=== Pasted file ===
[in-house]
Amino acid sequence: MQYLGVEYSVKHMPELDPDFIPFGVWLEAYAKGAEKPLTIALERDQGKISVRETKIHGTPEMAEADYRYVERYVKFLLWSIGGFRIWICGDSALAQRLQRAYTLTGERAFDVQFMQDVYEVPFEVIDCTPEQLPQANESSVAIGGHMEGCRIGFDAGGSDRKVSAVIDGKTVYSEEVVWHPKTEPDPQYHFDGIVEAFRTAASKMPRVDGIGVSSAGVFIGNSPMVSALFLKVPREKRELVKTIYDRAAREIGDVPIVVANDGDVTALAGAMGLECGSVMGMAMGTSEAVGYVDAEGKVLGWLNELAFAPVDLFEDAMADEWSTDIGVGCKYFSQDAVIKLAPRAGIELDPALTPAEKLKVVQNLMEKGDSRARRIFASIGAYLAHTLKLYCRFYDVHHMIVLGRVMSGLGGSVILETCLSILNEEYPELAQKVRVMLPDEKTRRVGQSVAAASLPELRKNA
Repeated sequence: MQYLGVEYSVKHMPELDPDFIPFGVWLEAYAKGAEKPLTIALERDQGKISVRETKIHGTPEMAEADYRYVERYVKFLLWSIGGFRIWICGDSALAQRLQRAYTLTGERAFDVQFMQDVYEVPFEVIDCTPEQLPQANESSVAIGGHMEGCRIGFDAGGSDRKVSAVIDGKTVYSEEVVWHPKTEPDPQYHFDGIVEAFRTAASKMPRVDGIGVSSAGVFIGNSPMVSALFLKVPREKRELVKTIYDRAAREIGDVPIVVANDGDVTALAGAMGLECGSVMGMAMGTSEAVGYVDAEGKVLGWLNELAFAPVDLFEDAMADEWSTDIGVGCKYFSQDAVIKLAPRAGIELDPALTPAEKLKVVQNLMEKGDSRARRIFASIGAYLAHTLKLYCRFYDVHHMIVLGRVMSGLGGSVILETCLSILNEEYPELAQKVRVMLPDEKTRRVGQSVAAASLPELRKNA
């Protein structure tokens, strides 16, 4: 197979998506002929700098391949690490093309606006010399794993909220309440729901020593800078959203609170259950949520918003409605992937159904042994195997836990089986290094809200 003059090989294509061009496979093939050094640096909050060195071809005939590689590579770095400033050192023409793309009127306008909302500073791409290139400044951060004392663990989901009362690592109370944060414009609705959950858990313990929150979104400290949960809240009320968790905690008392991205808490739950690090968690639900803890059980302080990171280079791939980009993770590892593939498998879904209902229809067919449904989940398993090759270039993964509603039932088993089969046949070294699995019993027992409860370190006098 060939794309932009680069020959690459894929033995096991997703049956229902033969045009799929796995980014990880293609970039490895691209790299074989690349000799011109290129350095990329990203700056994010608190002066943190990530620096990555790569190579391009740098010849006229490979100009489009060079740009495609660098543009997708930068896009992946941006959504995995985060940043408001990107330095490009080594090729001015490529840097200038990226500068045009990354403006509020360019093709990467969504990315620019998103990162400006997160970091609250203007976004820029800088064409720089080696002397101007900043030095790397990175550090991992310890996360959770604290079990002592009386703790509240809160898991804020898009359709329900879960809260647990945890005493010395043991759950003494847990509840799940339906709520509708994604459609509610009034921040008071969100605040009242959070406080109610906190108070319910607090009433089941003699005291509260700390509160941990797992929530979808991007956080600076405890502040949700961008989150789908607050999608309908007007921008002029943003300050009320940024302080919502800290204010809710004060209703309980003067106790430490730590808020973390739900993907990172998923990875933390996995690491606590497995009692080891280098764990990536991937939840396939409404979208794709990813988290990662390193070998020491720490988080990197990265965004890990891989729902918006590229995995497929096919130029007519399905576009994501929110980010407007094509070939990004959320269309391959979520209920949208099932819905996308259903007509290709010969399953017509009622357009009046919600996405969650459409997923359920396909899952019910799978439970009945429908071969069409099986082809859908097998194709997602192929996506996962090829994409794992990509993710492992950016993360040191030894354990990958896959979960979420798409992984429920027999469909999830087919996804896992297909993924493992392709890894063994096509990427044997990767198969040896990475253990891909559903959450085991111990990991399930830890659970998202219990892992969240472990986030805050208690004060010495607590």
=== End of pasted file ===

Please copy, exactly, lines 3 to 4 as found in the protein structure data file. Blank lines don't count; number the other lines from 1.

Repeated sequence: MQYLGVEYSVKHMPELDPDFIPFGVWLEAYAKGAEKPLTIALERDQGKISVRETKIHGTPEMAEADYRYVERYVKFLLWSIGGFRIWICGDSALAQRLQRAYTLTGERAFDVQFMQDVYEVPFEVIDCTPEQLPQANESSVAIGGHMEGCRIGFDAGGSDRKVSAVIDGKTVYSEEVVWHPKTEPDPQYHFDGIVEAFRTAASKMPRVDGIGVSSAGVFIGNSPMVSALFLKVPREKRELVKTIYDRAAREIGDVPIVVANDGDVTALAGAMGLECGSVMGMAMGTSEAVGYVDAEGKVLGWLNELAFAPVDLFEDAMADEWSTDIGVGCKYFSQDAVIKLAPRAGIELDPALTPAEKLKVVQNLMEKGDSRARRIFASIGAYLAHTLKLYCRFYDVHHMIVLGRVMSGLGGSVILETCLSILNEEYPELAQKVRVMLPDEKTRRVGQSVAAASLPELRKNA
């Protein structure tokens, strides 16, 4: 197979998506002929700098391949690490093309606006010399794993909220309440729901020593800078959203609170259950949520918003409605992937159904042994195997836990089986290094809200 003059090989294509061009496979093939050094640096909050060195071809005939590689590579770095400033050192023409793309009127306008909302500073791409290139400044951060004392663990989901009362690592109370944060414009609705959950858990313990929150979104400290949960809240009320968790905690008392991205808490739950690090968690639900803890059980302080990171280079791939980009993770590892593939498998879904209902229809067919449904989940398993090759270039993964509603039932088993089969046949070294699995019993027992409860370190006098 060939794309932009680069020959690459894929033995096991997703049956229902033969045009799929796995980014990880293609970039490895691209790299074989690349000799011109290129350095990329990203700056994010608190002066943190990530620096990555790569190579391009740098010849006229490979100009489009060079740009495609660098543009997708930068896009992946941006959504995995985060940043408001990107330095490009080594090729001015490529840097200038990226500068045009990354403006509020360019093709990467969504990315620019998103990162400006997160970091609250203007976004820029800088064409720089080696002397101007900043030095790397990175550090991992310890996360959770604290079990002592009386703790509240809160898991804020898009359709329900879960809260647990945890005493010395043991759950003494847990509840799940339906709520509708994604459609509610009034921040008071969100605040009242959070406080109610906190108070319910607090009433089941003699005291509260700390509160941990797992929530979808991007956080600076405890502040949700961008989150789908607050999608309908007007921008002029943003300050009320940024302080919502800290204010809710004060209703309980003067106790430490730590808020973390739900993907990172998923990875933390996995690491606590497995009692080891280098764990990536991937939840396939409404979208794709990813988290990662390193070998020491720490988080990197990265965004890990891989729902918006590229995995497929096919130029007519399905576009994501929110980010407007094509070939990004959320269309391959979520209920949208099932819905996308259903007509290709010969399953017509009622357009009046919600996405969650459409997923359920396909899952019910799978439970009945429908071969069409099986082809859908097998194709997602192929996506996962090829994409794992990509993710492992950016993360040191030894354990990958896959979960979420798409992984429920027999469909999830087919996804896992297909993924493992392709890894063994096509990427044997990767198969040896990475253990891909559903959450085991111990990991399930830890659970998202219990892992969240472990986030805050208690004060010495607590």